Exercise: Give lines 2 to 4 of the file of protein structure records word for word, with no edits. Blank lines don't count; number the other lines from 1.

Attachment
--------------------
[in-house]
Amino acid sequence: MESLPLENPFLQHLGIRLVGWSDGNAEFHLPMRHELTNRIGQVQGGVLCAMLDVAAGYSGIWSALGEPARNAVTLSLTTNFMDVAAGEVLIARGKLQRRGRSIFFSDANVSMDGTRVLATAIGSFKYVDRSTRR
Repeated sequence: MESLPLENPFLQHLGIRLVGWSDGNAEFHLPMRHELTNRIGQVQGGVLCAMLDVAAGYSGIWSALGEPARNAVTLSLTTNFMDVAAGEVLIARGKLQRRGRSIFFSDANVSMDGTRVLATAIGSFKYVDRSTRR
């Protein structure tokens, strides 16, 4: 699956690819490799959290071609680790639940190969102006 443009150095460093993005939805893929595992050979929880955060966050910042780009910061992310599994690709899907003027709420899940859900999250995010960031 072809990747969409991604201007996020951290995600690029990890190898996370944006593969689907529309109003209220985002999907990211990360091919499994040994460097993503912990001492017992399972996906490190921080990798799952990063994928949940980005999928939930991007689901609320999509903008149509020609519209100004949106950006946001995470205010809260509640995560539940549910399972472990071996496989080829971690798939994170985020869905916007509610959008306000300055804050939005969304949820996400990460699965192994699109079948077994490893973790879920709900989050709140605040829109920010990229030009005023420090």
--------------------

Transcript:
Amino acid sequence: MESLPLENPFLQHLGIRLVGWSDGNAEFHLPMRHELTNRIGQVQGGVLCAMLDVAAGYSGIWSALGEPARNAVTLSLTTNFMDVAAGEVLIARGKLQRRGRSIFFSDANVSMDGTRVLATAIGSFKYVDRSTRR
Repeated sequence: MESLPLENPFLQHLGIRLVGWSDGNAEFHLPMRHELTNRIGQVQGGVLCAMLDVAAGYSGIWSALGEPARNAVTLSLTTNFMDVAAGEVLIARGKLQRRGRSIFFSDANVSMDGTRVLATAIGSFKYVDRSTRR
């Protein structure tokens, strides 16, 4: 699956690819490799959290071609680790639940190969102006 443009150095460093993005939805893929595992050979929880955060966050910042780009910061992310599994690709899907003027709420899940859900999250995010960031 072809990747969409991604201007996020951290995600690029990890190898996370944006593969689907529309109003209220985002999907990211990360091919499994040994460097993503912990001492017992399972996906490190921080990798799952990063994928949940980005999928939930991007689901609320999509903008149509020609519209100004949106950006946001995470205010809260509640995560539940549910399972472990071996496989080829971690798939994170985020869905916007509610959008306000300055804050939005969304949820996400990460699965192994699109079948077994490893973790879920709900989050709140605040829109920010990229030009005023420090």